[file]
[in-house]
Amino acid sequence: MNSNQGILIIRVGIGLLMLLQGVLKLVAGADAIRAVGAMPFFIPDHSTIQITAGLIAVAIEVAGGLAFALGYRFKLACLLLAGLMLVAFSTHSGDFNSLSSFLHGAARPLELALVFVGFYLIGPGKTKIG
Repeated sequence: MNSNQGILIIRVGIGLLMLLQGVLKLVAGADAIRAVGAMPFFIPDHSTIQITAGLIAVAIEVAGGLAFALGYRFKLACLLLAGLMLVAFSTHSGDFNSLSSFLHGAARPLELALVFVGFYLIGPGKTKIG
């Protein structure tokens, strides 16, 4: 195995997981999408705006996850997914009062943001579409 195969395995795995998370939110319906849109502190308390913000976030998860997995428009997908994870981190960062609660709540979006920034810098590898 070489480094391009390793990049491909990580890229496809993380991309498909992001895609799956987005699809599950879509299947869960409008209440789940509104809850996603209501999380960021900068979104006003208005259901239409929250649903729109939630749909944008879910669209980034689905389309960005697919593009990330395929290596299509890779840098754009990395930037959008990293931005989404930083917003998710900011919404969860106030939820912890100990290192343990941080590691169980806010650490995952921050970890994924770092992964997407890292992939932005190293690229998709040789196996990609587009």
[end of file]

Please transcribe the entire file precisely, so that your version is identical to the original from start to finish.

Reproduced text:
[in-house]
Amino acid sequence: MNSNQGILIIRVGIGLLMLLQGVLKLVAGADAIRAVGAMPFFIPDHSTIQITAGLIAVAIEVAGGLAFALGYRFKLACLLLAGLMLVAFSTHSGDFNSLSSFLHGAARPLELALVFVGFYLIGPGKTKIG
Repeated sequence: MNSNQGILIIRVGIGLLMLLQGVLKLVAGADAIRAVGAMPFFIPDHSTIQITAGLIAVAIEVAGGLAFALGYRFKLACLLLAGLMLVAFSTHSGDFNSLSSFLHGAARPLELALVFVGFYLIGPGKTKIG
């Protein structure tokens, strides 16, 4: 195995997981999408705006996850997914009062943001579409 195969395995795995998370939110319906849109502190308390913000976030998860997995428009997908994870981190960062609660709540979006920034810098590898 070489480094391009390793990049491909990580890229496809993380991309498909992001895609799956987005699809599950879509299947869960409008209440789940509104809850996603209501999380960021900068979104006003208005259901239409929250649903729109939630749909944008879910669209980034689905389309960005697919593009990330395929290596299509890779840098754009990395930037959008990293931005989404930083917003998710900011919404969860106030939820912890100990290192343990941080590691169980806010650490995952921050970890994924770092992964997407890292992939932005190293690229998709040789196996990609587009």